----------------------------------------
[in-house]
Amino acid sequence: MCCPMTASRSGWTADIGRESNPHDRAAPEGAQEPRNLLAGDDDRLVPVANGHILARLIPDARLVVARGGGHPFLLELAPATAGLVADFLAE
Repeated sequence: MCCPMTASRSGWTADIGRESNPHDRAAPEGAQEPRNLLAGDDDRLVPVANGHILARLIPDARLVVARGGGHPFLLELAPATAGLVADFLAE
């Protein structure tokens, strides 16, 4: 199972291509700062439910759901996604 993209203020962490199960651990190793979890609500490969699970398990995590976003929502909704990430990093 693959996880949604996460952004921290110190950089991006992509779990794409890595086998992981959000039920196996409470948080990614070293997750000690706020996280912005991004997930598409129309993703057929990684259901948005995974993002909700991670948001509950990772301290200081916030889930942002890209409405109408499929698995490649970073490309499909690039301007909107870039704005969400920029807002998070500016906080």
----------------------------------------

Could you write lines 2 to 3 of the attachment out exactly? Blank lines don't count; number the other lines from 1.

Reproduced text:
Amino acid sequence: MCCPMTASRSGWTADIGRESNPHDRAAPEGAQEPRNLLAGDDDRLVPVANGHILARLIPDARLVVARGGGHPFLLELAPATAGLVADFLAE
Repeated sequence: MCCPMTASRSGWTADIGRESNPHDRAAPEGAQEPRNLLAGDDDRLVPVANGHILARLIPDARLVVARGGGHPFLLELAPATAGLVADFLAE